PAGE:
In GERD, food, acid, and digestive juices flow back into the esophagus, the tube that connects the throat to the stomach. Over time, this causes irritation and swelling, known as esophagitis.
If you have acid exposure in the esophagus for even as little as a few weeks, you can develop inflammation of the lining. It can be very uncomfortable, even painful, and can leave the esophagus vulnerable to even more harmful erosion or scarring.Stomach acid can wear away the esophageal lining, causing sores or ulcers. (Esophageal ulcers are different than stomach ulcers, which are usually due to bacteria.) People with ulcers may spit up or vomit blood, or see it in stool. “It can be red or even darker, coffee-ground-like particulate.
If esophagitis goes on too long, scar tissue can narrow the esophagus. Called a stricture, this can make it hard or painful to swallow.
Large pieces of food can get stuck and may require endoscopy to remove them. You may also be at risk of choking, and you can lose too much weight if you avoid food and drinks because of a stricture. A stricture is treated with a dilation, or stretching, of the esophagus. This may need repeating, but acid-blocking meds such as proton pump inhibitors (PPIs) may prevent it from returning.
Barrett’s esophagus is a condition that develops in some people (about 10%) who have long-term GERD. It is a risk factor for cancer of the esophagus.
Damage from acid reflux can cause abnormal changes in the lining of the esophagus. The normal cells that line the esophagus are replaced with a type of cell not usually found in the esophagus.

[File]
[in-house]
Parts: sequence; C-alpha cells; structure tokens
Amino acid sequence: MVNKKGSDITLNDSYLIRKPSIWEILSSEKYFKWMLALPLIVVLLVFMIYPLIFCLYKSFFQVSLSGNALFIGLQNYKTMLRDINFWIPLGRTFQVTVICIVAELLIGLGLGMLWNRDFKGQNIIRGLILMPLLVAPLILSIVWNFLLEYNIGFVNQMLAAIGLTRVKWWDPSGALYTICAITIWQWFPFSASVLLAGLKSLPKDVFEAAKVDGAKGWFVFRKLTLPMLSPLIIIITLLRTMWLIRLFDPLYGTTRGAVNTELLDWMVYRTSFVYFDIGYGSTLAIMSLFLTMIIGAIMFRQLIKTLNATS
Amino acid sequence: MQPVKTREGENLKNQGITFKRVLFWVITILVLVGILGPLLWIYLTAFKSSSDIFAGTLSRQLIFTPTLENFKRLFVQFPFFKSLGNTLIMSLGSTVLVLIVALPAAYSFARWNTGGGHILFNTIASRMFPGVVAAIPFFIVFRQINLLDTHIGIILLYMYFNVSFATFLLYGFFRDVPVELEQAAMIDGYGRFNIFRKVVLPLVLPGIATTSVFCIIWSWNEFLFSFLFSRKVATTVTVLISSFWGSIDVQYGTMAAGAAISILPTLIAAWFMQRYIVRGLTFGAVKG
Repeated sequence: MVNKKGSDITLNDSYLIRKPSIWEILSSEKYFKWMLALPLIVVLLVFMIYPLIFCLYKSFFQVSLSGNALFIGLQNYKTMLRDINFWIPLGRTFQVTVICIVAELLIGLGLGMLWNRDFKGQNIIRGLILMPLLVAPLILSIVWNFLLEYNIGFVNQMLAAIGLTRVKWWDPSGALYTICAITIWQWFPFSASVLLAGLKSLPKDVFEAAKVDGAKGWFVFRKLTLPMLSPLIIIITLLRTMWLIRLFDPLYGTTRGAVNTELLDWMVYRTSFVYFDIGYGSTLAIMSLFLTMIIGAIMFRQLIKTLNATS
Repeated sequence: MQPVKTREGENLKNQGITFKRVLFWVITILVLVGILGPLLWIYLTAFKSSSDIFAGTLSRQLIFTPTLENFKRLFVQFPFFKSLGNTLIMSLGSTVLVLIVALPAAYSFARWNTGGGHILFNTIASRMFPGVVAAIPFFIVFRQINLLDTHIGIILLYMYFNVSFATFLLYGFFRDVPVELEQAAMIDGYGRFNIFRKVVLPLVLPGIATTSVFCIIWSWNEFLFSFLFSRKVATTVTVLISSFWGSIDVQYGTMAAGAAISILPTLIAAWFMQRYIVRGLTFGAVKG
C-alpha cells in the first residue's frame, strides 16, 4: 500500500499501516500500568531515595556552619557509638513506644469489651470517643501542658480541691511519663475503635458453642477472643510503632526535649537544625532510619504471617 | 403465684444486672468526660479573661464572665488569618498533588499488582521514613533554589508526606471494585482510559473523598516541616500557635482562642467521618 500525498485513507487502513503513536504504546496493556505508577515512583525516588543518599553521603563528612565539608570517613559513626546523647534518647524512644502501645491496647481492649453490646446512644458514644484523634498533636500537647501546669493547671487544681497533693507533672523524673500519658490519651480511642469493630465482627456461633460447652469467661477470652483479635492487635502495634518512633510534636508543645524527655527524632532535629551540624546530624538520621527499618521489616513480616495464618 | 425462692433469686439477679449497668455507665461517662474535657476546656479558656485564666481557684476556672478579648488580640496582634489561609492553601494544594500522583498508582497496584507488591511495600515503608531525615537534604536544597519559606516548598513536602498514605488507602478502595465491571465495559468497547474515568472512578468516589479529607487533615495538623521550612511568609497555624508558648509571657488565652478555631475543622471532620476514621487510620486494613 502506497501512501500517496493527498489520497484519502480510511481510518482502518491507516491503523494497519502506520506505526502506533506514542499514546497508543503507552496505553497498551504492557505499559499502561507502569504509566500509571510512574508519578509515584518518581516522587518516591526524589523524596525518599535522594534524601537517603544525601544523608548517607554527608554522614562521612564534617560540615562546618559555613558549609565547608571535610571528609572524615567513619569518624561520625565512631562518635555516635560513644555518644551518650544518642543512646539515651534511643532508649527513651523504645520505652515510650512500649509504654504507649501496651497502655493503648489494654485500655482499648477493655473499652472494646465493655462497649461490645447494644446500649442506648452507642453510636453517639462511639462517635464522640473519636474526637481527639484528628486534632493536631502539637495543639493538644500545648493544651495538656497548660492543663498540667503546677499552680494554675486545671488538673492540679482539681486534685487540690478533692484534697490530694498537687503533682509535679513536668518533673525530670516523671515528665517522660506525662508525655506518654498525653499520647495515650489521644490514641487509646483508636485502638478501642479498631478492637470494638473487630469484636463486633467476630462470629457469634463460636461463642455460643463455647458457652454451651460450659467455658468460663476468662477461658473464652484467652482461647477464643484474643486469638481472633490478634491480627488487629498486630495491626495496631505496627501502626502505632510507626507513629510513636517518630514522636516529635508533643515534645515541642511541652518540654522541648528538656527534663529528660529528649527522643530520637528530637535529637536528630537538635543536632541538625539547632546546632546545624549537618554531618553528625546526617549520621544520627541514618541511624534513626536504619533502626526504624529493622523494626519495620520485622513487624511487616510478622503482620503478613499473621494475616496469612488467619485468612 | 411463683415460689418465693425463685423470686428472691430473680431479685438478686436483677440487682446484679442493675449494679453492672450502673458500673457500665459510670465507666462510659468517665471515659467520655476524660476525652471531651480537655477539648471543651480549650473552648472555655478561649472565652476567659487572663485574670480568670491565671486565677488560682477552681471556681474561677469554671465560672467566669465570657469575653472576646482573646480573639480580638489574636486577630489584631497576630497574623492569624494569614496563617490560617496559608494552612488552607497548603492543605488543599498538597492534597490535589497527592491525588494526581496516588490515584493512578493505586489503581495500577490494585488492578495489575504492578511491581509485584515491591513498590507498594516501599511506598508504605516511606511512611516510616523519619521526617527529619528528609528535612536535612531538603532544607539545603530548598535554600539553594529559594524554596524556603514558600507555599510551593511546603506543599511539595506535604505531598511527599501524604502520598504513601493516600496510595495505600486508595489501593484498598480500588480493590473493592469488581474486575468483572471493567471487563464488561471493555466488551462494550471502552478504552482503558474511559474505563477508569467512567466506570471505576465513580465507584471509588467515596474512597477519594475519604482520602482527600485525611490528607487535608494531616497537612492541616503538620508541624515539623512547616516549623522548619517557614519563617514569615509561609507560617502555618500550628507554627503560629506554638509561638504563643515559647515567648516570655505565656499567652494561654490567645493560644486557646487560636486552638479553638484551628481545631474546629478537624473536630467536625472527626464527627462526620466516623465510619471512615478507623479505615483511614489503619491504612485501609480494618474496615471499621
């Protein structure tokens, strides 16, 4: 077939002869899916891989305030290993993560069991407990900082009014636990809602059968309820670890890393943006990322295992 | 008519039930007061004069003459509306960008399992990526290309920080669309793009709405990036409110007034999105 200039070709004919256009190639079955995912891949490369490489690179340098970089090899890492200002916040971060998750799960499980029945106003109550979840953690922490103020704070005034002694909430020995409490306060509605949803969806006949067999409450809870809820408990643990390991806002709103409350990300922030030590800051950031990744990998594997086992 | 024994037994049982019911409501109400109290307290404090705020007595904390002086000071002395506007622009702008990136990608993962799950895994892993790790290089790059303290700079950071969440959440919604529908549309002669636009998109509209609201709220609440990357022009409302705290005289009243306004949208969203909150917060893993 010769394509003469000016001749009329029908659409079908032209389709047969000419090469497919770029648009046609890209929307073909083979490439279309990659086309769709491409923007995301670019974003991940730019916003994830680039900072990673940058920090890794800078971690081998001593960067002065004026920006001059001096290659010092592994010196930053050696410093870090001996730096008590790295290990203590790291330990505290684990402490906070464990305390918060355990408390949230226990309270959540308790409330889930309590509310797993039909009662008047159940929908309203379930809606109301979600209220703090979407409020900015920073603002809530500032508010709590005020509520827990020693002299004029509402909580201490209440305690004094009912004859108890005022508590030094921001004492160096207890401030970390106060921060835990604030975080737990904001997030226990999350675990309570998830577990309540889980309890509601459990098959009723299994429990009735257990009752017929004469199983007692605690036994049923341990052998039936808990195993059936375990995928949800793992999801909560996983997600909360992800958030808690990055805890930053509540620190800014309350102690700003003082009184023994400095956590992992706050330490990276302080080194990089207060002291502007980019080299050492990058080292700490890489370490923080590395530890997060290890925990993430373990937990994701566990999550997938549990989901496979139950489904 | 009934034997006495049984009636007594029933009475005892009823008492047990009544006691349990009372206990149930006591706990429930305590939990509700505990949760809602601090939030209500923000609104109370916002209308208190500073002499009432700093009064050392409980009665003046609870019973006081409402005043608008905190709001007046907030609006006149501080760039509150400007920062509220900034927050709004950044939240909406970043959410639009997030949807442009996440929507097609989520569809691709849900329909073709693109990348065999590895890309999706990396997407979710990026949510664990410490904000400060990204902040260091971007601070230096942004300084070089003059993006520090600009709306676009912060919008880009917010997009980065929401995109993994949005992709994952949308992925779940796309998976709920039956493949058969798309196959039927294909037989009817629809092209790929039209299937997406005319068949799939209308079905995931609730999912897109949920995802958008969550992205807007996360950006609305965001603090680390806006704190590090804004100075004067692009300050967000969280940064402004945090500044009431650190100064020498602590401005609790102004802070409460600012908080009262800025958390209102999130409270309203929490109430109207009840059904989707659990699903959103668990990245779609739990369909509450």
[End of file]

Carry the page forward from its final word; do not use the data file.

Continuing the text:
People who have had heartburn for years may be at risk for Barrett’s esophagus. Barrett’s esophagus is typically diagnosed in people who are middle-aged or older. It is more common in men than in women.
Barrett’s esophagus is diagnosed with a test called an upper endoscopy (also known as an EGD) to look at the lining of the esophagus and obtain a biopsy to examine a sample of tissue. Many experts recommend endoscopy to check for Barrett’s esophagus in people who have risk factors, such as long standing heartburn (>10 years), white race, male gender and are overweight. Screening test for Barrett’s is not recommended for the general population of patients with heartburn or reflux.
Although uncommon, Barrett’s esophagus may lead to esophageal cancer in some patients. Roughly 1 in 300 people with Barrett’s esophagus will develop esophageal cancer each year. Because of the cancer risk, people with Barrett’s esophagus are usually checked regularly with endoscopy.
The goal of treatment of Barrett’s esophagus is to prevent further damage by stopping acid reflux from the stomach. Proton pump inhibitor medications like Omeprazole, pantaprazoleand others are the mainstay of treatment. These drugs reduce the amount of acid produced by the stomach. In some patients, surgery to tighten the sphincter or “valve” between the esophagus and stomach may be an option to prevent reflux.